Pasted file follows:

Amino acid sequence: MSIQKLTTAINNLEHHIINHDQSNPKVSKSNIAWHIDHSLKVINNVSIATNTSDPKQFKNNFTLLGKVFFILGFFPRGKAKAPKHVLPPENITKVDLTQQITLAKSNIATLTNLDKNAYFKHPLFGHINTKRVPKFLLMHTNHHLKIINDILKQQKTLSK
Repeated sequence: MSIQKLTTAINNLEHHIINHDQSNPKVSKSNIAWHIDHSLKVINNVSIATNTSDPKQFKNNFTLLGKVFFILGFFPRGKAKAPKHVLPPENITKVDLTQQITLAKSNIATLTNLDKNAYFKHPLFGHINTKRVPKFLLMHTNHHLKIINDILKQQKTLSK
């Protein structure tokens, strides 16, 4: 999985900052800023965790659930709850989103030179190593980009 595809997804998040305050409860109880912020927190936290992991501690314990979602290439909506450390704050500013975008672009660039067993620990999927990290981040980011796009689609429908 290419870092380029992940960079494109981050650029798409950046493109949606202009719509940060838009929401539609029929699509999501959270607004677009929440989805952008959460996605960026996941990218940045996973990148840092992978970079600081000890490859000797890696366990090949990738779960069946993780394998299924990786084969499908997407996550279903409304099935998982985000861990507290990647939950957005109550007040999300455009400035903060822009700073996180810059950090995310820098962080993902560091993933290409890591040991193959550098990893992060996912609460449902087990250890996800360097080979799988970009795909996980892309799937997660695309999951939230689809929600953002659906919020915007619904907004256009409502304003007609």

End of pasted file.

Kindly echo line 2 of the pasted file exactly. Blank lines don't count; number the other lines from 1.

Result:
Repeated sequence: MSIQKLTTAINNLEHHIINHDQSNPKVSKSNIAWHIDHSLKVINNVSIATNTSDPKQFKNNFTLLGKVFFILGFFPRGKAKAPKHVLPPENITKVDLTQQITLAKSNIATLTNLDKNAYFKHPLFGHINTKRVPKFLLMHTNHHLKIINDILKQQKTLSK